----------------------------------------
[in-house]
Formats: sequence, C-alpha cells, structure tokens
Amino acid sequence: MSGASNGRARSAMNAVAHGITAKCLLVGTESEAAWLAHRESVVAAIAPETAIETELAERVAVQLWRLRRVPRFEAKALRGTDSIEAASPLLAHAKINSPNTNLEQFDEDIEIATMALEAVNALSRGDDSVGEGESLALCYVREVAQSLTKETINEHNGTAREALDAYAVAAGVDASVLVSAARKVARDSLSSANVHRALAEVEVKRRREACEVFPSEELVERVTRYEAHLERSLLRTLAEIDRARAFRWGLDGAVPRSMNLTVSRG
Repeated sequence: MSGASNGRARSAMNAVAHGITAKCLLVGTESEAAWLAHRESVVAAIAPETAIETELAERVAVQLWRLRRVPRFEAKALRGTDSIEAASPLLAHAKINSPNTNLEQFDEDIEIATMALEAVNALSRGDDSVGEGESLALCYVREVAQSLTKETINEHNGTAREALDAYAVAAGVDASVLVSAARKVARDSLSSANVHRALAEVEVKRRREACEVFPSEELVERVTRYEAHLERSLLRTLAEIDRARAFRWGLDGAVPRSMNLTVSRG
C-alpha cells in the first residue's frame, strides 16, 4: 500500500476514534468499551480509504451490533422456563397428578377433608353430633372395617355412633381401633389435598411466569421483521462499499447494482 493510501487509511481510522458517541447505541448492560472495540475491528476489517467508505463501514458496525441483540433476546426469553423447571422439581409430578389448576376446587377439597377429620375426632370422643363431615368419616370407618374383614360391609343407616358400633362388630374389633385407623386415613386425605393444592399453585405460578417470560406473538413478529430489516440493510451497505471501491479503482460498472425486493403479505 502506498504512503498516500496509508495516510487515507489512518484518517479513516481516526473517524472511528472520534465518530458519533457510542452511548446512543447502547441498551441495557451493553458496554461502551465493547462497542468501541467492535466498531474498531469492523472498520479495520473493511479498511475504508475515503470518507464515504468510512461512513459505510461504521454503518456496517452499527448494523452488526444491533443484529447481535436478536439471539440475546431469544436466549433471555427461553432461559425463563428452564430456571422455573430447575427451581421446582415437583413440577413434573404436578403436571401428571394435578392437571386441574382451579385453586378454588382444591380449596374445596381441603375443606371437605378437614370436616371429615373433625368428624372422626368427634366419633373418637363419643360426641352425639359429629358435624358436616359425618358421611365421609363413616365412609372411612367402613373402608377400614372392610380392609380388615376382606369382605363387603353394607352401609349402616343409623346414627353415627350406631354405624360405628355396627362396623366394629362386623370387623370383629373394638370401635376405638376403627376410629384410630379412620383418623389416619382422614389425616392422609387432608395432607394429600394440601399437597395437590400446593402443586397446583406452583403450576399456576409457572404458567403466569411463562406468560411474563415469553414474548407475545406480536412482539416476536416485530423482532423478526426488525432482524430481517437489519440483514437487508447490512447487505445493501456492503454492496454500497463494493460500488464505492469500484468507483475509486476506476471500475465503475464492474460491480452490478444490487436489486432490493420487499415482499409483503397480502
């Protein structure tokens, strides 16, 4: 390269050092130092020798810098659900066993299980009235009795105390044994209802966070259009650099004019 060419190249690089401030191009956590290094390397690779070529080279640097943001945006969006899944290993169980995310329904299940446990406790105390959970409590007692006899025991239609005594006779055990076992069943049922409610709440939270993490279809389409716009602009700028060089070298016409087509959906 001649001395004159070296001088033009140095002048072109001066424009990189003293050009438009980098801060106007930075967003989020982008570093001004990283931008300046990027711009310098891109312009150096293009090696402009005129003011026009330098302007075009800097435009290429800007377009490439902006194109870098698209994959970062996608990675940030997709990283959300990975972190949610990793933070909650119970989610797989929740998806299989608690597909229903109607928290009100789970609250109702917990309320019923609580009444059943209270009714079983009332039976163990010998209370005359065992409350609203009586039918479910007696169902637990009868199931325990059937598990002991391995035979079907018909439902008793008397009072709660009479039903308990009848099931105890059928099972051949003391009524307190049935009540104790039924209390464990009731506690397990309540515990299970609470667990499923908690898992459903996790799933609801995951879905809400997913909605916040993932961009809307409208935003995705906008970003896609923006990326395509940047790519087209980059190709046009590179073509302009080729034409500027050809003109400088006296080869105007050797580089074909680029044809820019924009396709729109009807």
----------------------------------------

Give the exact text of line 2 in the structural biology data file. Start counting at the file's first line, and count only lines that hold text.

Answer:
Formats: sequence, C-alpha cells, structure tokens